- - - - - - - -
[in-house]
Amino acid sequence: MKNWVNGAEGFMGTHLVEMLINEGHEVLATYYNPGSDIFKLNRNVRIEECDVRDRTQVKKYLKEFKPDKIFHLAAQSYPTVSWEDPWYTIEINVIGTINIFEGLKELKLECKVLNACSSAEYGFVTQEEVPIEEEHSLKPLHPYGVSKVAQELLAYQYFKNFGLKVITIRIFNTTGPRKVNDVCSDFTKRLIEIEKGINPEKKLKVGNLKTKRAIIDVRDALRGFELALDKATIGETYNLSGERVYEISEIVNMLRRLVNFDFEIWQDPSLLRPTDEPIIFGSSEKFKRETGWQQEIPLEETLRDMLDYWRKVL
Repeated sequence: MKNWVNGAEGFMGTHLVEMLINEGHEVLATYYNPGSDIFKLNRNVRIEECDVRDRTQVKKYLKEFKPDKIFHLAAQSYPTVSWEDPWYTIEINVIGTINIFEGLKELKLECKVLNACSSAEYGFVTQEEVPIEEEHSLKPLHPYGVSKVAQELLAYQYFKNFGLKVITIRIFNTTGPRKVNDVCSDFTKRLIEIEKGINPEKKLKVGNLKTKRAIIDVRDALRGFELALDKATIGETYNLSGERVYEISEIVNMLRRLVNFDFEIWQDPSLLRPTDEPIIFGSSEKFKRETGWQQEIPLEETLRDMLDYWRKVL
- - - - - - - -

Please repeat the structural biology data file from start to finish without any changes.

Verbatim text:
[in-house]
Amino acid sequence: MKNWVNGAEGFMGTHLVEMLINEGHEVLATYYNPGSDIFKLNRNVRIEECDVRDRTQVKKYLKEFKPDKIFHLAAQSYPTVSWEDPWYTIEINVIGTINIFEGLKELKLECKVLNACSSAEYGFVTQEEVPIEEEHSLKPLHPYGVSKVAQELLAYQYFKNFGLKVITIRIFNTTGPRKVNDVCSDFTKRLIEIEKGINPEKKLKVGNLKTKRAIIDVRDALRGFELALDKATIGETYNLSGERVYEISEIVNMLRRLVNFDFEIWQDPSLLRPTDEPIIFGSSEKFKRETGWQQEIPLEETLRDMLDYWRKVL
Repeated sequence: MKNWVNGAEGFMGTHLVEMLINEGHEVLATYYNPGSDIFKLNRNVRIEECDVRDRTQVKKYLKEFKPDKIFHLAAQSYPTVSWEDPWYTIEINVIGTINIFEGLKELKLECKVLNACSSAEYGFVTQEEVPIEEEHSLKPLHPYGVSKVAQELLAYQYFKNFGLKVITIRIFNTTGPRKVNDVCSDFTKRLIEIEKGINPEKKLKVGNLKTKRAIIDVRDALRGFELALDKATIGETYNLSGERVYEISEIVNMLRRLVNFDFEIWQDPSLLRPTDEPIIFGSSEKFKRETGWQQEIPLEETLRDMLDYWRKVL